At the beginning of thecycle, timing circuit 100 supplies a pulse T1 over multi-wire bus 48 to close the switch 151, transferring the analog input signal on line 12 to comparator input line 14. The analog signal thus presented to comparator bank 300 actuates five of the seven threshold circuits therein and output signals are thus generated on five of the lines 16. Immediately after switch 151 closes and during the time that its output is settling to a reasonably steady state, negative-going pulses A and G are issued from timing circuit 100 over multi-wire buses 50 and 23, respectively, to reset the comparator register and the DAC registers. Next, a positive-going pulse B is issued over bus 50 to gate the signals on output lines 16- from comparator circuit 300 into the comparator register 600. It is to be noted that the gating pulse B does not appear until near the end of the interval of pulse T1. This allows a maximum amount of time for the transient effects generated on line 14 due to the closing of switch 151 to settle out. As soon as the comparator register has been loaded in response to pulse B and the output signals on the lines 16, encode circuit 700 generates a digital output signal on the lines 20 consisting of a signal on the 1 line and a signal on the 1 line, representing the digit 5. This BCO signal on the lines 20 is presented to the inputs of DAC register 251 and a gating pulse C issues over bus 23 to enter it into the register. The number thus stored in register 251 represents the most significant digit of the output and its presence in the register signifies the completion of the first digit generation period.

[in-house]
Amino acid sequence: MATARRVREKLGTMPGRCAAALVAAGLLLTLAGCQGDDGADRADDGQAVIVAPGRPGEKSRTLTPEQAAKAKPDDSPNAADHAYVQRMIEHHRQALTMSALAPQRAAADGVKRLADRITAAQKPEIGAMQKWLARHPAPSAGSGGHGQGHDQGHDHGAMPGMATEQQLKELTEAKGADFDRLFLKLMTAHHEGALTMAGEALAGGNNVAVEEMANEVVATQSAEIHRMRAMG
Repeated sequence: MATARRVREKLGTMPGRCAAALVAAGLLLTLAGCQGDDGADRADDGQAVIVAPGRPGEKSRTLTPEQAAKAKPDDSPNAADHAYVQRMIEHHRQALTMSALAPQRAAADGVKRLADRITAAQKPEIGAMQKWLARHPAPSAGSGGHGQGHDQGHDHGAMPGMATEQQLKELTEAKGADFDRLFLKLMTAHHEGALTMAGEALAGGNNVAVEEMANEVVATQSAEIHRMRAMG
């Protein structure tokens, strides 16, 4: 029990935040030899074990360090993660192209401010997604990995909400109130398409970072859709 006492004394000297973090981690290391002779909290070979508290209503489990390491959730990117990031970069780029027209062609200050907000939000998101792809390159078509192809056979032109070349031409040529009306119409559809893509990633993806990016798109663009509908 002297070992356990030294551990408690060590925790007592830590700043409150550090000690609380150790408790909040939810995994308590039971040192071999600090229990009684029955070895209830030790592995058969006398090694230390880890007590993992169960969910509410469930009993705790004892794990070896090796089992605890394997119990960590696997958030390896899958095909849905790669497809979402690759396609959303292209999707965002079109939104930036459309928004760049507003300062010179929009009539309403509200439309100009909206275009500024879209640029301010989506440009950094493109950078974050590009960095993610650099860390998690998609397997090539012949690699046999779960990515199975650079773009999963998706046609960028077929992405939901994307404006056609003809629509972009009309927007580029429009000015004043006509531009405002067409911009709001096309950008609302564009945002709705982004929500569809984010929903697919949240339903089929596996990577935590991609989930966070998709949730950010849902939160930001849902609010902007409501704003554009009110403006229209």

As soon as digit signals are available on output lines 27 from the register 251, they are presented to the inputs of DAC circuit 201 via the bus 2711. These digital inputs into the circuit 201 precisely alter the offsetting or bucking voltage presented to the amplifier such that by superposition an output is produced from the amplifier having a magnitude which is T6 times the difference between the magnitude of the signal on line 12 (5.7246 volts) and the magnitude of the voltage level represented by the BCO digit stored in DAC register 251 volts). The magnitude of the signal on line 34 is therefore 7.246 volts.

At substantially the same time the output signals be came available on lines 27 from DAC register 251, timing pulse T1 terminated and pulse T2 was initiated to begin the second digit generation period. Signal transients caused by the activation of the switches and resistors in DAC circuit 201, by the change in inputs to amplifier 1-81, by the opening of switch 151 and the closing of switch 152 are thus all substantially simultaneously initiated and allowed to settle during substantially the same time period. This conserves circuit time and avoids the situation in which subsequent circuit elements cannot be activated with accuracy until prior elements have settled out.

The new signal on comparator input line 14 (7.246 volts) actuates all seven threshold circuits in comparator 300, producing output signals on all of the lines 16. During the time inwhich this new signal on line 14 was stabilizing, a second A pulse issued on timing bus 50 to reset comparator register 600. A second B pulse then issues on timing bus 50 to load the stabilized signals on output lines 16 into the comparator register. The ensuing presence of all one signals on output lines 18 from the register 600 causes encode circuit 700 to issue signals on all three of its output lines 20 to signify the digit 7. This BCO signal, representing the second most significant output digit, is transmitted via the lines 20 to the inputs of DAC register 252 whereupon it is caused to be stored therein by the gating pulse D issuing on bus 23. The presence of this output digit on the output lines 28 of register 252 signifies completion of the second digit generation period and activates the inputs, via lines 28a, of DAC circuit 202. At this time pulse T2 terminates and pulse T3 is initiated to begin the third digit generation period.